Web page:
I thought over the question again and adding to my two earlier observations (@10:02 am and @ 11:27 am), I have the following to say.
‘Can’ denotes uncertainty, the possibility of an event happening or the possibility that an event may not happen. ‘Any’ includes one or some or all without any specification. The certainty or its lack [of filing patent application] should equally apply to every SAARC country. Either you should be allowed to file application in every SAARC country or not.
Since it says “any SAARC country” it should include all SAARC countries as there does not [and should not] include any exception or limitation with the use of word “any”. But understanding it from the point of view of our friend litigantxyz, there arises an inherent limitation or exception in the question because what applies to other SAARC countries does not apply to one of the SAARC country i.e., India. This will give inconsistent meaning to the word “any”, which grammatically speaking, should not be read with any limitations or exceptions. If you look at the question, it further reads “before filing it in India”, and what would justify the presence of this phrase?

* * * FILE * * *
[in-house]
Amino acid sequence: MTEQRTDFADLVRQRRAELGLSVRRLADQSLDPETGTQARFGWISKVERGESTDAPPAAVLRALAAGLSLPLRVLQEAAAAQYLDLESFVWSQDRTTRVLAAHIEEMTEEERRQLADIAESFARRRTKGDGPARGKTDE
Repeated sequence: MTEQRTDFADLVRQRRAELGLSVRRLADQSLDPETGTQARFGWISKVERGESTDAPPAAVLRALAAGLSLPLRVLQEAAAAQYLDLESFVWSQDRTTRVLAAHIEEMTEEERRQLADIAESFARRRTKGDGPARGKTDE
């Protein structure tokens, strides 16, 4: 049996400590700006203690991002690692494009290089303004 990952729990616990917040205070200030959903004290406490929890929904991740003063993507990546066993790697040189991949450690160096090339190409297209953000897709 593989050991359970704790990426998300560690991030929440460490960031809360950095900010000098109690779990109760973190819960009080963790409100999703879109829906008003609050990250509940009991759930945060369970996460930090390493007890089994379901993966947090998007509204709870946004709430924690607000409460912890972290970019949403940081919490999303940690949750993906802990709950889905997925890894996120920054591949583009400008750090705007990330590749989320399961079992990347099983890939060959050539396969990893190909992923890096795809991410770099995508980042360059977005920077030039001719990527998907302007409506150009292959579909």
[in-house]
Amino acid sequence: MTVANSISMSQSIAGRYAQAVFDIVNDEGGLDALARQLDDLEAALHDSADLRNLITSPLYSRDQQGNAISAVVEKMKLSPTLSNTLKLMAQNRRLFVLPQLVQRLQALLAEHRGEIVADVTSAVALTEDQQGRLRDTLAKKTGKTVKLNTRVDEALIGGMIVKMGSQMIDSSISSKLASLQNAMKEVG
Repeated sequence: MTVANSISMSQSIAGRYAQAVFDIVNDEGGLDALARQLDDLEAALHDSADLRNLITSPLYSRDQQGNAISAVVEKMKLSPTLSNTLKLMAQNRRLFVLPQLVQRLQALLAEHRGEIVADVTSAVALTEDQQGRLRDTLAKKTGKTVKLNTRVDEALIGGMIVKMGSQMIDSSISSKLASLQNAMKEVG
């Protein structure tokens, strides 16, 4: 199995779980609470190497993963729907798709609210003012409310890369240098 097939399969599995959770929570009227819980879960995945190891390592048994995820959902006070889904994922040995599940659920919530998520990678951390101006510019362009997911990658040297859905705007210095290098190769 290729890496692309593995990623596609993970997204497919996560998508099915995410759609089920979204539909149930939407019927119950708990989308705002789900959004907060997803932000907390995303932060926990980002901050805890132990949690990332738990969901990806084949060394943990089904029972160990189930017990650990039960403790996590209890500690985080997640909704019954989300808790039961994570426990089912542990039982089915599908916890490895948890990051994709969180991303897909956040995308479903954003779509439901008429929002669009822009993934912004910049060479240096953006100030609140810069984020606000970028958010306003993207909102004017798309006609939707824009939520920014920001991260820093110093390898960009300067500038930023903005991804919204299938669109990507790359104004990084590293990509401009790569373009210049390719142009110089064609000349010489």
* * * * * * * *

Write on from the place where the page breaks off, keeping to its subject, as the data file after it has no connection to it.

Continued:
So in my opinion the better way to read this question is:
Any Indian resident can file a patent in any [all SAARC countries, except India] SAARC country before filing it in India. (I believe the phrase “before filing it in India” was deliberately inserted to allow the reader to exclude India from the purview of “any SAARC country”). The affect would be finding the statement FALSE.
It would be interesting to know how our other friends understands this query. I would be glad if my interpretation is found flawed. This will give me an opportunity to know a different perspective! In any case we learn!